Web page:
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Language Summary Language Original Title
Series Editor Series Title Abbreviated Series Title
Series Volume Series Issue Edition
ISSN 2578-4854 ISBN Medium
Area Expedition Conference
Notes Approved no
Call Number GFZ @ kyba @ Serial 2845
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Author Bhardwaj, M.; Soanes, K.; Lahoz-Monfort, J.J.; Lumsden, L.F.; van der Ree, R.
Title Artificial lighting reduces the effectiveness of wildlife-crossing structures for insectivorous bats Type Journal Article
Year 2020 Publication Journal of Environmental Management Abbreviated Journal Journal of Environmental Management
Volume 262 Issue Pages 110313
Keywords (up) Animals
Abstract In an attempt to improve cost-effectiveness, it has become increasingly popular to adapt wildlife crossing structures to enable people to also use them for safe passage across roads. However, the required needs of humans and wildlife may conflict, resulting in a structure that does not actually provide the perceived improvement in cost-effectiveness, but instead a reduction in conservation benefits. For example, lighting within crossing structures for human safety at night may reduce use of the structure by nocturnal wildlife, thus contributing to barrier and mortality effects of roads rather than mitigating them.

In this study, we experimentally evaluated the impact of artificial light at night on the rate of use of wildlife crossing structures, specifically underpasses, by ten insectivorous bat species groups in south-eastern Australia. We monitored bat activity before, during and after artificially lighting the underpasses. We found that bats tended to avoided lit underpasses, and only one species consistently showed attraction to the light. Artificial light at night in underpasses hypothetically increases the vulnerability of bats to road-mortality or to the barrier effect of roads. The most likely outcomes of lighting underpasses were 1. an increase in crossing rate above the freeway and a decrease under the underpasses, or 2. a reduction in crossing rate both above freeways and under the underpasses, when structures were lit. Our results corroborate those of studies on terrestrial mammals, and thus we recommend that underpasses intended to facilitate the movement of wildlife across roads should not be lit.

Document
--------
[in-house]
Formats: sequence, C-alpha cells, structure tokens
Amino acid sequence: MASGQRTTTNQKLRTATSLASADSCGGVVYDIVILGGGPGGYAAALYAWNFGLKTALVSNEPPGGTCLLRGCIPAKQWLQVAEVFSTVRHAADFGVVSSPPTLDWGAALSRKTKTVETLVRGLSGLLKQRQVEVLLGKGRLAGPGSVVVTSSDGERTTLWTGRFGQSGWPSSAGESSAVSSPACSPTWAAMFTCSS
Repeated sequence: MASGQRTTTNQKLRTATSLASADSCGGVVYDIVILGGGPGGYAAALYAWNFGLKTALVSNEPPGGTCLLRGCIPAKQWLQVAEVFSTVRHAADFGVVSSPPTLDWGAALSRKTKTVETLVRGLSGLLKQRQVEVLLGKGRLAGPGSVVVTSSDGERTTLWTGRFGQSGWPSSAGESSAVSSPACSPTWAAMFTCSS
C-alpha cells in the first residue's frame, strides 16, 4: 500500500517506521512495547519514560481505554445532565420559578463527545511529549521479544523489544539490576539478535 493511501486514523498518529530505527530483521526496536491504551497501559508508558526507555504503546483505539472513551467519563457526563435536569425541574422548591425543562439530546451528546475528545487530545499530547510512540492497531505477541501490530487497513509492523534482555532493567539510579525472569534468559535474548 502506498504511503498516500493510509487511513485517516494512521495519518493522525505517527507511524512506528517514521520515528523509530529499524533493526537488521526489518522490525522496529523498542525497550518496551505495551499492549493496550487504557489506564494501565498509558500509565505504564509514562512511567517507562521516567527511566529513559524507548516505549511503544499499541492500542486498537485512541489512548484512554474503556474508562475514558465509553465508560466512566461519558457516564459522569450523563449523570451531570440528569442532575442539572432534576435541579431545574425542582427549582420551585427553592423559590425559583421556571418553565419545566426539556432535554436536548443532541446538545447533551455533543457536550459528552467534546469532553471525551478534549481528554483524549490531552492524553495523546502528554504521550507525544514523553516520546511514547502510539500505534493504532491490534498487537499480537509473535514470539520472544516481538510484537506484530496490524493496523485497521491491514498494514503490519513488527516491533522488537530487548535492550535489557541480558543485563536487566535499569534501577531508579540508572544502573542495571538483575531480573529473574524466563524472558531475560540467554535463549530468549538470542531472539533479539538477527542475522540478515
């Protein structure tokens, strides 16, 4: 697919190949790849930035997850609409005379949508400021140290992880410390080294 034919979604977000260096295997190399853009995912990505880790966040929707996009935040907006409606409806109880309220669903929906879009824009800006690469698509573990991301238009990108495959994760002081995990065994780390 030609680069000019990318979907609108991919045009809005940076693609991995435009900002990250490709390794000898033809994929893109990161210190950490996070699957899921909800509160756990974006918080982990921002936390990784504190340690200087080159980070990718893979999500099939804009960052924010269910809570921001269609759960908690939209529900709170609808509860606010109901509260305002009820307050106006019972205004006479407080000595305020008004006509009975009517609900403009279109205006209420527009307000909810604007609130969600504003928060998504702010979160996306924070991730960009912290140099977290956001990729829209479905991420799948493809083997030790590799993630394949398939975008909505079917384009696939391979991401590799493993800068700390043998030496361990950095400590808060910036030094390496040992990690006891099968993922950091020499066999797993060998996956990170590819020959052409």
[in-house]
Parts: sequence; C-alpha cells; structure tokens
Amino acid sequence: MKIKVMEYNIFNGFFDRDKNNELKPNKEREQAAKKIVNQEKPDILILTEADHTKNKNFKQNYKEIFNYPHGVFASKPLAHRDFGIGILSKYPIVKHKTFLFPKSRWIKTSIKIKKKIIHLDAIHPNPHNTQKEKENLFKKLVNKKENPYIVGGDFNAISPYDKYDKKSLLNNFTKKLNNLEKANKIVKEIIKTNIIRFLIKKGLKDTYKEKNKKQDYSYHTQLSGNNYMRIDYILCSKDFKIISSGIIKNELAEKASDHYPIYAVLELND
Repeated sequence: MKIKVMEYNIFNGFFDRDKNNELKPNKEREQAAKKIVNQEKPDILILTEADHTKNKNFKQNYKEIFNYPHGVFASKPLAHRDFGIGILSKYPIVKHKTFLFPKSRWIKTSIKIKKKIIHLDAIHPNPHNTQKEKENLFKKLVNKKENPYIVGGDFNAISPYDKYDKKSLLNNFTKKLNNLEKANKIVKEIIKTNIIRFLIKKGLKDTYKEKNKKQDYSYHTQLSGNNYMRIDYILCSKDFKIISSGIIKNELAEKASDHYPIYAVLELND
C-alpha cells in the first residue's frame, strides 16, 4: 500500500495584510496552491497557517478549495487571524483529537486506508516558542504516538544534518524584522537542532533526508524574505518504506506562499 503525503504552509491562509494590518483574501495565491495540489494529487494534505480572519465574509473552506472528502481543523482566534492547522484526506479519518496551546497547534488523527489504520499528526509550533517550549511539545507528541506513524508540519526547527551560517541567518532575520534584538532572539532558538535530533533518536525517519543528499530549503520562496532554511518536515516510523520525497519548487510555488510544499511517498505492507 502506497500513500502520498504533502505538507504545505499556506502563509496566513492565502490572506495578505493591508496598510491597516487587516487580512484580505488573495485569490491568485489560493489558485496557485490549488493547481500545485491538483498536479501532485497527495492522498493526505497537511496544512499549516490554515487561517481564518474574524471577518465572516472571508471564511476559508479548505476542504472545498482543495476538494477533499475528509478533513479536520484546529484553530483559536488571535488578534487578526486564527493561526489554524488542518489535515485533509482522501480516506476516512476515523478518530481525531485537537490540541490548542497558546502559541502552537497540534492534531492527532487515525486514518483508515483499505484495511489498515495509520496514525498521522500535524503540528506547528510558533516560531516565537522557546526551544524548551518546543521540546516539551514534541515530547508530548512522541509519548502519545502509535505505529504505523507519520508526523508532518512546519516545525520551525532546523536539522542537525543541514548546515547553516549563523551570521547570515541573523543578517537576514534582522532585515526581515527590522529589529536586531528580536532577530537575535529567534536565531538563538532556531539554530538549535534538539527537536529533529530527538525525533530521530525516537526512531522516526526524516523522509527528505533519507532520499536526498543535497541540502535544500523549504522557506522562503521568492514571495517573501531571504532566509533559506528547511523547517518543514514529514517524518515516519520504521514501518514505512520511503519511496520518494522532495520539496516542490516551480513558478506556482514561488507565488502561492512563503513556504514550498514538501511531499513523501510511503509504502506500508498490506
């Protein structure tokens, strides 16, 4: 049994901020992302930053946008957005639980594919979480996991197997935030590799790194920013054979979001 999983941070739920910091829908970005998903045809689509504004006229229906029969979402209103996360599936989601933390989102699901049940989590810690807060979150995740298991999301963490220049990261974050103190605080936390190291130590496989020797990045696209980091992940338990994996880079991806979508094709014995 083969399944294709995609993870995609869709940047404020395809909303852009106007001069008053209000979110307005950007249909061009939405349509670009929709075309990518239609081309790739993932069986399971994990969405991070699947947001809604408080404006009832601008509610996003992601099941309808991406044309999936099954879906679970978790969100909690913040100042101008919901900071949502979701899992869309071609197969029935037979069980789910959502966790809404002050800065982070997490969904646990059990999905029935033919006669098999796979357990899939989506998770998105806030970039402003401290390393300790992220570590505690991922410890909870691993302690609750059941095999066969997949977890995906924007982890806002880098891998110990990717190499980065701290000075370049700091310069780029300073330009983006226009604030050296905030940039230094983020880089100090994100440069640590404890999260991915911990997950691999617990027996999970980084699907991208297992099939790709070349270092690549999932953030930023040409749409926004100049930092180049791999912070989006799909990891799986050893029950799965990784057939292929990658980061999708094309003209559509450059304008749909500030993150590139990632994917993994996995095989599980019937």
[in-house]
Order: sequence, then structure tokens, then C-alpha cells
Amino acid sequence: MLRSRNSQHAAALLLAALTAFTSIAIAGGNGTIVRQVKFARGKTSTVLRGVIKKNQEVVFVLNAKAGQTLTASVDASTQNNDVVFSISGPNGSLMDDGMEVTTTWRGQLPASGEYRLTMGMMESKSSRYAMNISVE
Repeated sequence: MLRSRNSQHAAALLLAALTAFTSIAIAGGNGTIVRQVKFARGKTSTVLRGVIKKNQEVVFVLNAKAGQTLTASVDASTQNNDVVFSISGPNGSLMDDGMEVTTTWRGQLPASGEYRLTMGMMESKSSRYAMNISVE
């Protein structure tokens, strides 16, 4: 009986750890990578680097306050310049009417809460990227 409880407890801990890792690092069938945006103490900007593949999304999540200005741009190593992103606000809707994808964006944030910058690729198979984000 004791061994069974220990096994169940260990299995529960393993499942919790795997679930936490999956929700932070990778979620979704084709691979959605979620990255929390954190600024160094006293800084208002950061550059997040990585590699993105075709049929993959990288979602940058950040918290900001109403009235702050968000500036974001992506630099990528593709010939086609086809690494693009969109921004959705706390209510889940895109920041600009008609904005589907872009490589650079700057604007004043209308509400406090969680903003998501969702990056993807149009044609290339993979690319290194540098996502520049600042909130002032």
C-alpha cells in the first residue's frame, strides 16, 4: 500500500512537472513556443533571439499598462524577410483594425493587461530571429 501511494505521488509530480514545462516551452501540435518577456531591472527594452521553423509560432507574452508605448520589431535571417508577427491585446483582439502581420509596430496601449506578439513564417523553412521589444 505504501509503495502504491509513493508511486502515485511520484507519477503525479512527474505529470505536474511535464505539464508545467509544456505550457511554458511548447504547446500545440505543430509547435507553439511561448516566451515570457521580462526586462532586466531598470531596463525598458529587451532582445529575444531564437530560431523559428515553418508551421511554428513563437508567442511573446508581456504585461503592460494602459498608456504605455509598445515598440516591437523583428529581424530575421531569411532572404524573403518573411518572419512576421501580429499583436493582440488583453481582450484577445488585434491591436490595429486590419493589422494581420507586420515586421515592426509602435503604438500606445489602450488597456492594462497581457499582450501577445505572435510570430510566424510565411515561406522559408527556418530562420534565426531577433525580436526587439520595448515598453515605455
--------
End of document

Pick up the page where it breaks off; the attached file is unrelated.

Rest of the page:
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Language Summary Language Original Title
Series Editor Series Title Abbreviated Series Title
Series Volume Series Issue Edition
ISSN 0301-4797 ISBN Medium
Area Expedition Conference
Notes Approved no
Call Number GFZ @ kyba @ Serial 2846
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Author Franziska, K.; Franz, H.; Werner, K.
Title Can skyglow reduce nocturnal melatonin concentrations in Eurasian perch? Type Journal Article
Year 2020 Publication Environmental Pollution Abbreviated Journal Environmental Pollution
Volume in press Issue Pages 114324
Keywords (up) Animals
Abstract Artificial light at night (ALAN) changes the natural rhythm of light and darkness and can impair the biorhythms of animals, for example the nocturnal melatonin production of vertebrates, which serves as a proxy for daily physiological rhythms. Freshwater fish are exposed to ALAN in large urban and suburban areas in the form of direct light or in the form of skyglow, a diffuse brightening of the night sky through the scattered light reflected by clouds, atmospheric molecules, and particles in the air. However, investigations on the sensitivity of melatonin production of fish towards low intensities of ALAN in the range of typical skyglow are rare. Therefore, we exposed Eurasian perch (Perca fluviatilis) to nocturnal illumination levels of 0.01 lx, 0.1 lx and 1 lx and a control group with dark nights and daylight intensities of 2900 lx in all groups. After ten days of exposure to the experimental conditions, tank water was non-invasively sampled every 3 h over a 24 h period and melatonin was measured by ELISA. Melatonin was gradually reduced in all treatments with increasing intensity of ALAN whereas rhythmicity was maintained in all treatment groups although at 1 lx not all evaluated parameters confirmed rhythmicity. These results show a high sensitivity of Eurasian perch towards ALAN indicating that low light intensities of 0.01 lx and 0.1 lx as they occur in urban and suburban areas in the form of skyglow can affect the physiology of Eurasian perch. Furthermore, we highlight how this may impact perch in their sensitivity towards lunar rhythms and the role of skyglow for biorhythms of temperate freshwater fish.
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Corporate Author Thesis
Publisher Place of Publication Editor
Language Summary Language Original Title
Series Editor Series Title Abbreviated Series Title
Series Volume Series Issue Edition
ISSN 0269-7491 ISBN Medium
Area Expedition Conference
Notes Approved no
Call Number GFZ @ kyba @ Serial 2847